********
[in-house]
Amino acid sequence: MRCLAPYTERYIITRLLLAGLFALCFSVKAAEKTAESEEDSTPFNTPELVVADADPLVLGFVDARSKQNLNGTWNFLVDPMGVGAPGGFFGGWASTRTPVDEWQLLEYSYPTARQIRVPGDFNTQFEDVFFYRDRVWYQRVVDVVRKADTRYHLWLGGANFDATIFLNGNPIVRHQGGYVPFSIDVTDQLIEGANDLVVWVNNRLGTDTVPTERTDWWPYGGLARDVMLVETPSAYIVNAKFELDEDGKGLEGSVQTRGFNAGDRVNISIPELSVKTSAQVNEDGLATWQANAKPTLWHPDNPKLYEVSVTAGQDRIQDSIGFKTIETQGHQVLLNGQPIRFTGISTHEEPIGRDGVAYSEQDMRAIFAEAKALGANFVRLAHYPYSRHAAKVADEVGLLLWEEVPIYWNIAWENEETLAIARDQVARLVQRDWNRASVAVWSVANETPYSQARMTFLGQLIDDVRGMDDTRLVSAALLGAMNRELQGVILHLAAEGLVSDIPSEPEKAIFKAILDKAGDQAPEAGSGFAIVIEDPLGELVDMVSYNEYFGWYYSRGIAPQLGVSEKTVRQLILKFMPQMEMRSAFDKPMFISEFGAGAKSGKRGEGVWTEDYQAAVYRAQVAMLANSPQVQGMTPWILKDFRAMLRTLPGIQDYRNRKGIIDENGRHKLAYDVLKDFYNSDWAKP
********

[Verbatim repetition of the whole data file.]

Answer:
[in-house]
Amino acid sequence: MRCLAPYTERYIITRLLLAGLFALCFSVKAAEKTAESEEDSTPFNTPELVVADADPLVLGFVDARSKQNLNGTWNFLVDPMGVGAPGGFFGGWASTRTPVDEWQLLEYSYPTARQIRVPGDFNTQFEDVFFYRDRVWYQRVVDVVRKADTRYHLWLGGANFDATIFLNGNPIVRHQGGYVPFSIDVTDQLIEGANDLVVWVNNRLGTDTVPTERTDWWPYGGLARDVMLVETPSAYIVNAKFELDEDGKGLEGSVQTRGFNAGDRVNISIPELSVKTSAQVNEDGLATWQANAKPTLWHPDNPKLYEVSVTAGQDRIQDSIGFKTIETQGHQVLLNGQPIRFTGISTHEEPIGRDGVAYSEQDMRAIFAEAKALGANFVRLAHYPYSRHAAKVADEVGLLLWEEVPIYWNIAWENEETLAIARDQVARLVQRDWNRASVAVWSVANETPYSQARMTFLGQLIDDVRGMDDTRLVSAALLGAMNRELQGVILHLAAEGLVSDIPSEPEKAIFKAILDKAGDQAPEAGSGFAIVIEDPLGELVDMVSYNEYFGWYYSRGIAPQLGVSEKTVRQLILKFMPQMEMRSAFDKPMFISEFGAGAKSGKRGEGVWTEDYQAAVYRAQVAMLANSPQVQGMTPWILKDFRAMLRTLPGIQDYRNRKGIIDENGRHKLAYDVLKDFYNSDWAKP